A Decade of Learning and Growth
Donovan and Collins are just two of the hundreds of students who have found success over the past decade in the Advantage Program. A recent celebration of the program's 10th anniversary allowed graduates and staff to reflect on their experiences over the years.
Adam Kuver, assistant director of the SNHU Advantage Program, said one of the best things about his job is witnessing the success students achieve. "Seeing them when they start and then at graduation. They become peer leaders," he said. "It's unbelievable to see students grow in so many ways."
Kuver said that over the last two years, 100% of those who graduated with an associate degree from the Advantage Program went on to a 4-year program.
Academic success is a new experience for the majority of these students. Advantage Program academic coach Kara Salvas said most of the students come into "not believing they can do it." With an emphasis on individualized attention, the Salem campus becomes a place that feels like home - and a place they can succeed. There's a computer lab, quiet study areas, supplies and tools to foster success. Salvas said students often have a lot of stress in their lives and before long, "they see this as a stress-free place" because of the supports in place.
A licensed mental health counselor, Nicole Monahan is also the director of the SNHU Advantage Program. Much of her role involves spreading the word to high schools and community centers in a 30-mile radius of the Salem campus about the program. She loves helping students find success and especially given that many of the students never thought they'd be accepted into a college program.
"It's amazing to offer a student acceptance," she said. "They know they're going to get help. A lot are first-generation college students, so it's a new experience for their parents, too." She recently received a proud email from a student's mother, who wrote about the changes her son has experienced and how much he's matured during his time in the program.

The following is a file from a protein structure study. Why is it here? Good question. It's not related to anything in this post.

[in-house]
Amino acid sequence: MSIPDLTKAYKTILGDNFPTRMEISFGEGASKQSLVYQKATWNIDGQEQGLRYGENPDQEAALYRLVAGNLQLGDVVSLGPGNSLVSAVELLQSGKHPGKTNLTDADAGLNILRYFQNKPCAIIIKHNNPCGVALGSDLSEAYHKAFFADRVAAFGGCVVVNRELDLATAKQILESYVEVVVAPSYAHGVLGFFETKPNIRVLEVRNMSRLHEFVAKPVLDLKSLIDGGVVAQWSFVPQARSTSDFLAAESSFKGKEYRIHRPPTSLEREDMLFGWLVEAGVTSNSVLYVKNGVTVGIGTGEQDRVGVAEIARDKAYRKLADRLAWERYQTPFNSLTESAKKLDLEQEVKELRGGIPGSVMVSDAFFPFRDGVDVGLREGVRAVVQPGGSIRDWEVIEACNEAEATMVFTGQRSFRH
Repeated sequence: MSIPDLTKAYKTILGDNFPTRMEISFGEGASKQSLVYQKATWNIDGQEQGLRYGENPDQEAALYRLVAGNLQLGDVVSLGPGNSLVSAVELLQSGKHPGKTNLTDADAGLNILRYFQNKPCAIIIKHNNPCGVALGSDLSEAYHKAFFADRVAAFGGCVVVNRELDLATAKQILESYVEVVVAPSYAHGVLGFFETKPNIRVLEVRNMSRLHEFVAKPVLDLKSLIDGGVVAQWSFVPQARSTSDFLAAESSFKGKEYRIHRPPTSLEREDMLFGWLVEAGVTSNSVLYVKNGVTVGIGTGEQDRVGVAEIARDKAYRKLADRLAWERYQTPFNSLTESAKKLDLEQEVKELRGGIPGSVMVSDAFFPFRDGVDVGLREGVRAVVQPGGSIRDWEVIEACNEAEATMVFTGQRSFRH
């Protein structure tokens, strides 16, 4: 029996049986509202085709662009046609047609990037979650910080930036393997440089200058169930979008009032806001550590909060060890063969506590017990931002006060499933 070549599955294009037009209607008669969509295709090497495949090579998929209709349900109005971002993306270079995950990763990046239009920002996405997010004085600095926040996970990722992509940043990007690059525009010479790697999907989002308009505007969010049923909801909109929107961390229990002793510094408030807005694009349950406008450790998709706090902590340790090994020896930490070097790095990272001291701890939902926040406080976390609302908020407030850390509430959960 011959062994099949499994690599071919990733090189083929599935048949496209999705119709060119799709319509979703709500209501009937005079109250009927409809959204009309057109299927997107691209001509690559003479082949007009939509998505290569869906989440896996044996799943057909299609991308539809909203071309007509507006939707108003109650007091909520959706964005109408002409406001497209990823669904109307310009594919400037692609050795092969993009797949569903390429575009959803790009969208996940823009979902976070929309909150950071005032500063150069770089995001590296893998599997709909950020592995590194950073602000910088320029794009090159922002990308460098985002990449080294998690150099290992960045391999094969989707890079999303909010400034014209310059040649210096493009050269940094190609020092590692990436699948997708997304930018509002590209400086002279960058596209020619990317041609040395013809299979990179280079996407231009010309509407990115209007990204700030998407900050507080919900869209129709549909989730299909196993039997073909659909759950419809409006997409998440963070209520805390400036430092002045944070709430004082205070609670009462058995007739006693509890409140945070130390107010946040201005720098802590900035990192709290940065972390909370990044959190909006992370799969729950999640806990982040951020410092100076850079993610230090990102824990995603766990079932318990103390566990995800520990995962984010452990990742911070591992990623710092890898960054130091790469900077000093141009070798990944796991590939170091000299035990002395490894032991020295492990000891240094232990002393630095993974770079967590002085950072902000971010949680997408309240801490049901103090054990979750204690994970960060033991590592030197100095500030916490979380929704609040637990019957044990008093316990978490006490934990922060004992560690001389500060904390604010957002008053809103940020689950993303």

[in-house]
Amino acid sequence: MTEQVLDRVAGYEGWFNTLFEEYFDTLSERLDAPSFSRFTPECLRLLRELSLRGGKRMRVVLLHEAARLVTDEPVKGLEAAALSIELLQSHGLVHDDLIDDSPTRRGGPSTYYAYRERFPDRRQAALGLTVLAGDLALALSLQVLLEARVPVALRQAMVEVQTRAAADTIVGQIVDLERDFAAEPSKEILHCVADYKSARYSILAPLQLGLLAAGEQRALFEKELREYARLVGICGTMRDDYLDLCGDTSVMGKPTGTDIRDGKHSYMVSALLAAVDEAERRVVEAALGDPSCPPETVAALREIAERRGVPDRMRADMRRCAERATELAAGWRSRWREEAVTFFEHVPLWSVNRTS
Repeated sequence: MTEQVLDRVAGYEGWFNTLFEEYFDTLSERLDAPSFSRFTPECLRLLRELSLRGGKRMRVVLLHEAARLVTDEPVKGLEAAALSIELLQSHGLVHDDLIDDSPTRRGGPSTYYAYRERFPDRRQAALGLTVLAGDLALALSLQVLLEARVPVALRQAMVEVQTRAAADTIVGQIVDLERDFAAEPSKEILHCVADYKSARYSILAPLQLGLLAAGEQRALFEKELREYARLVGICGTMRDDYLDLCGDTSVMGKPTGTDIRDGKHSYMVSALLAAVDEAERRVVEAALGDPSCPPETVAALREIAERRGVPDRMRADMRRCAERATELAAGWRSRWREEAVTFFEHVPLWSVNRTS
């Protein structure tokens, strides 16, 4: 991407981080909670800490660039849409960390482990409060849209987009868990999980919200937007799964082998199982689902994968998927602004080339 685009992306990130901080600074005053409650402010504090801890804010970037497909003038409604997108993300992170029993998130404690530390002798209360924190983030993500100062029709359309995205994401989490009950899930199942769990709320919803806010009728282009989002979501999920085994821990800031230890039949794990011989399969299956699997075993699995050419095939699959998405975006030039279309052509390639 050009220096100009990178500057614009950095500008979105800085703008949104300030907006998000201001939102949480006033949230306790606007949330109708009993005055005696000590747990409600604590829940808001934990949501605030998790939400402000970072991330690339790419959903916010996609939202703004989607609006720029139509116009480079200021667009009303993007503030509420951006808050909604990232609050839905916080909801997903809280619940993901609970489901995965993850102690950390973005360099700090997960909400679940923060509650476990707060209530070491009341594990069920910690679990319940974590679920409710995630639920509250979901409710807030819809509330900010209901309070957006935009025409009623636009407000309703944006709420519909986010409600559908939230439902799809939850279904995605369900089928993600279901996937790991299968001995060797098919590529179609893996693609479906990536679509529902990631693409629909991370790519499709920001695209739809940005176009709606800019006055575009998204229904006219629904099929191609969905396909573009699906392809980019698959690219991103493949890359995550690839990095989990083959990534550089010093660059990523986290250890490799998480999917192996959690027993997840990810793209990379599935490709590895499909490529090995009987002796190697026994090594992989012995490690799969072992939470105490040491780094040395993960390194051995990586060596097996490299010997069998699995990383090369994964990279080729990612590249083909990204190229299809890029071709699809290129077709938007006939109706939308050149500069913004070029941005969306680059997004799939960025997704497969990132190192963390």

As the Advantage Program enters into its next decade, the focus remains on introducing high school students and young adults in the greater Salem, New Hampshire area to this low-cost, highly supportive program so they, too, can move forward to their goals with SNHU.
Explore more content like this article
Mom, Career Goals Motivate SNHU Grad to Finish Her Bachelor's Degree
Just a year after she decided to go back to school, Shereka Johnson-Bean ’20 is preparing to submit the final project for her bachelor’s degree.
CJ Experts Lead a Virtual Discussion on Domestic Violence During COVID
Southern New Hampshire University’s (SNHU) Contemporary Justice series hosted a virtual round-table discussion on domestic violence in June with students across social science disciplines and local leaders who work in law enforcement, judicial and victim advocacy roles.
Summer Reading 2020: What Our Writers are Reading
This year we asked some of the writers in the SNHU community what books they recommend reading this summer – and what they can't wait to crack open.